- Steam Resources
- Steam Theory
- Management Strategies for Conserving Energy
Management Strategies for Conserving Energy
More Can Be Done With Energy Use Measurements
It is often said that one does not conserve energy simply by installing a flowmeter or an energy monitoring system. However, if plant managers do not have a means of measuring their plant's energy consumption, they will not be able to even start the process of designing an energy conservation strategy. This article will examine energy use measurement, the "short cut" on the road to reducing and conserving energy in plants.
In many countries, industrial businesses are required to submit their annual energy usage to a government authority. Some plant managers start recording energy use because government regulations required them to. Commonly, however, managers start recording energy use because they want real data relative to the energy used in production. Reductions in energy go directly to site profitability.
Still, not all plants make use of valuable energy production data. The purpose of tracking energy can be plant efficiency or energy regulations/considerations, with the joint benefits of increased profitability while promoting energy conservation. If plants do not achieve energy savings, they are not operating as efficiently as possible, which could create future challenges.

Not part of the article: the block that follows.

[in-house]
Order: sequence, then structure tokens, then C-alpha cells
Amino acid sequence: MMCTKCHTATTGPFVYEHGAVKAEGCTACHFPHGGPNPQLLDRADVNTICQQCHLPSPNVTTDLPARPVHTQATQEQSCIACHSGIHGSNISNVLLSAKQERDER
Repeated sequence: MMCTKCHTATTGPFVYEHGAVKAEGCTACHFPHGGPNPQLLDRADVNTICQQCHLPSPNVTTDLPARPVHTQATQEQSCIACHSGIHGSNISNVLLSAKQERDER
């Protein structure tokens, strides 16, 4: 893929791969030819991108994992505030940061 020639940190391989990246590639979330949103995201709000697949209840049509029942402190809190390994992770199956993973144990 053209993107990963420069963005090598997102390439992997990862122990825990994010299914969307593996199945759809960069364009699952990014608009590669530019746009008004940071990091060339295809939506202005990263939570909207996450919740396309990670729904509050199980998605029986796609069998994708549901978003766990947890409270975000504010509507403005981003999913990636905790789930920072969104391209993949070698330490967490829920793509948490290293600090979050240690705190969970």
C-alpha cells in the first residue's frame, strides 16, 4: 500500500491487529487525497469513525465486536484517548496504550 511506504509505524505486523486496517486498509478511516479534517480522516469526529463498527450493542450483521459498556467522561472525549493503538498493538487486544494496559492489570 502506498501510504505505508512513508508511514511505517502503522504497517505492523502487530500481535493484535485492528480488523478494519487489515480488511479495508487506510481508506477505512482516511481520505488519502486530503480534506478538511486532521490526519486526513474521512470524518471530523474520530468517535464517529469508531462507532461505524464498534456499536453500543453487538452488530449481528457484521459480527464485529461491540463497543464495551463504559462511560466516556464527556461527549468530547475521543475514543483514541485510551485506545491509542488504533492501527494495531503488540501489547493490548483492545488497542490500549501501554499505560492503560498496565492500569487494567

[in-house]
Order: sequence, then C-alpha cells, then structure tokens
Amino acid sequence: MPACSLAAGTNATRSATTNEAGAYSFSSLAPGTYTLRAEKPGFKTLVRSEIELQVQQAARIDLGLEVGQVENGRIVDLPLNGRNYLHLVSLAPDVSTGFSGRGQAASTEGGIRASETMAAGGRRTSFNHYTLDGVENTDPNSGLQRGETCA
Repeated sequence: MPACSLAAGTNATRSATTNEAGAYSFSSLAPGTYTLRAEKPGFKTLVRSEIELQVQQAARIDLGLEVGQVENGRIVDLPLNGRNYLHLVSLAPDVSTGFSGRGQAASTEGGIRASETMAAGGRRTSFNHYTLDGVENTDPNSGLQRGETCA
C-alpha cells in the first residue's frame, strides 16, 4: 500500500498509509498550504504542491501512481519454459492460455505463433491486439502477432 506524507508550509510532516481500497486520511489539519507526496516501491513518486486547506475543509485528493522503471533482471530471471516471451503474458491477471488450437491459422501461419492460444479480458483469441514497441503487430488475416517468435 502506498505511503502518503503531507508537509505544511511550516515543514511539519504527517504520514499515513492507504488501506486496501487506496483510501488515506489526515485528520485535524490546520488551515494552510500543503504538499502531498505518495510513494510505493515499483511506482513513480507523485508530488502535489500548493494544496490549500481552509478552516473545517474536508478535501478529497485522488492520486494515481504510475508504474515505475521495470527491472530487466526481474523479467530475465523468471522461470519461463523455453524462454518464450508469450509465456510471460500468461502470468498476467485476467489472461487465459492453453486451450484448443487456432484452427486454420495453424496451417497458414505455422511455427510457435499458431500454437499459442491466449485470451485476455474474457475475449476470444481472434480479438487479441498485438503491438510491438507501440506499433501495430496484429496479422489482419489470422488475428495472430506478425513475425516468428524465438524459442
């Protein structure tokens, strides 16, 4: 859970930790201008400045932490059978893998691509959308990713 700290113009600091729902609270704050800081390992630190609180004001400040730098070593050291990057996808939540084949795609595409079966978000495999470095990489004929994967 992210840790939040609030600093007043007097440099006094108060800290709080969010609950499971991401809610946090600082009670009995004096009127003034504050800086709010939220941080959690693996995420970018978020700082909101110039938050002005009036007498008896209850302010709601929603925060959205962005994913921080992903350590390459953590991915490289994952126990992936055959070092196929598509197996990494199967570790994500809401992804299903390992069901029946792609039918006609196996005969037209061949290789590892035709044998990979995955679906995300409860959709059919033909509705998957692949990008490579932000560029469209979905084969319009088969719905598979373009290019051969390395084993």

Rather than simply collecting data for the sake of it, plant managers should collect energy data strategically with the goal of using this data to help optimize the performance of their steam system, and also their plant’s production.
Lowering "Fixed" Energy Usage
An effective first step in conserving energy is to divide energy use data into "fixed" energy (energy that is not affected by production volume) and "variable" energy (energy that is affected by production volume). This is an effective strategy because lowering fixed energy usage leads to overall energy savings. Particularly large amounts of energy can be conserved by employing this strategy in plants where production volumes vary significantly each day.
However, purchasing new, energy efficient appliances with low standby power usage is not the only way of reducing fixed energy consumption.
In certain cases, plant managers find opportunities for saving energy when they reexamine energy usage that they believed to be "fixed."
To fully grasp whether energy usage is fixed or not, it is important to not only measure the usage of each appliance but also to examine energy usage both when appliances are operating and when they are shut down.
Example Method of Reducing "Fixed" Energy
As an example of this method, consider compressed air lines for valves. Such lines should not use any air during shutdown, but in some cases auto-drain valves and positioners on control valves will use compressed air even when the line is shut down.
The amount of energy that each appliance uses during shutdown may be small, but the total can represent a significant amount of wasted energy. It is recommended that steam users calculate these amounts for their appliances, and turn off each appliance individually during shutdown if necessary.
In this way, proactive energy use monitoring can help users to identify potenial methods of saving energy that they had overlooked. This is why careful monitoring is a key element in managing energy use and achieving energy savings.